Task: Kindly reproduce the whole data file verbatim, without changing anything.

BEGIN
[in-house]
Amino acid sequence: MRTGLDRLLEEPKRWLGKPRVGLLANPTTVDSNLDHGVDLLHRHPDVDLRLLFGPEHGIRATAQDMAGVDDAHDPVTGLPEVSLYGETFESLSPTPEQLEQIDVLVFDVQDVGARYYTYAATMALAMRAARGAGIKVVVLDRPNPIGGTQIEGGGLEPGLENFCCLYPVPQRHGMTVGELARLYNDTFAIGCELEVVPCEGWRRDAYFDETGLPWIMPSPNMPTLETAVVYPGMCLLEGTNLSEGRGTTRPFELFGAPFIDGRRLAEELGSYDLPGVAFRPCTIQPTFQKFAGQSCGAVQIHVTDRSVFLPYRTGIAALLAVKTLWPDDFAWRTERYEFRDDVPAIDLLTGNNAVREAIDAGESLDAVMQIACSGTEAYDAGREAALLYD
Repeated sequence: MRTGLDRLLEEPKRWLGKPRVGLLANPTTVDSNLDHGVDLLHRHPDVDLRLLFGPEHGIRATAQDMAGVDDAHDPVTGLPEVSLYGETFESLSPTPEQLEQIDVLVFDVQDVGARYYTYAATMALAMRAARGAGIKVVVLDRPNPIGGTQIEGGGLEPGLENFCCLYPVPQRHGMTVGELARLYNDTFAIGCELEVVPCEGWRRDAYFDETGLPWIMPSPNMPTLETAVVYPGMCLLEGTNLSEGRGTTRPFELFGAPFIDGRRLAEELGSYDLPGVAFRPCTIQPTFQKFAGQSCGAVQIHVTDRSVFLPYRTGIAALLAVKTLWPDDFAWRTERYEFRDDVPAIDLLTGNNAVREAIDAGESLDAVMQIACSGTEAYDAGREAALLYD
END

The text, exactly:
[in-house]
Amino acid sequence: MRTGLDRLLEEPKRWLGKPRVGLLANPTTVDSNLDHGVDLLHRHPDVDLRLLFGPEHGIRATAQDMAGVDDAHDPVTGLPEVSLYGETFESLSPTPEQLEQIDVLVFDVQDVGARYYTYAATMALAMRAARGAGIKVVVLDRPNPIGGTQIEGGGLEPGLENFCCLYPVPQRHGMTVGELARLYNDTFAIGCELEVVPCEGWRRDAYFDETGLPWIMPSPNMPTLETAVVYPGMCLLEGTNLSEGRGTTRPFELFGAPFIDGRRLAEELGSYDLPGVAFRPCTIQPTFQKFAGQSCGAVQIHVTDRSVFLPYRTGIAALLAVKTLWPDDFAWRTERYEFRDDVPAIDLLTGNNAVREAIDAGESLDAVMQIACSGTEAYDAGREAALLYD
Repeated sequence: MRTGLDRLLEEPKRWLGKPRVGLLANPTTVDSNLDHGVDLLHRHPDVDLRLLFGPEHGIRATAQDMAGVDDAHDPVTGLPEVSLYGETFESLSPTPEQLEQIDVLVFDVQDVGARYYTYAATMALAMRAARGAGIKVVVLDRPNPIGGTQIEGGGLEPGLENFCCLYPVPQRHGMTVGELARLYNDTFAIGCELEVVPCEGWRRDAYFDETGLPWIMPSPNMPTLETAVVYPGMCLLEGTNLSEGRGTTRPFELFGAPFIDGRRLAEELGSYDLPGVAFRPCTIQPTFQKFAGQSCGAVQIHVTDRSVFLPYRTGIAALLAVKTLWPDDFAWRTERYEFRDDVPAIDLLTGNNAVREAIDAGESLDAVMQIACSGTEAYDAGREAALLYD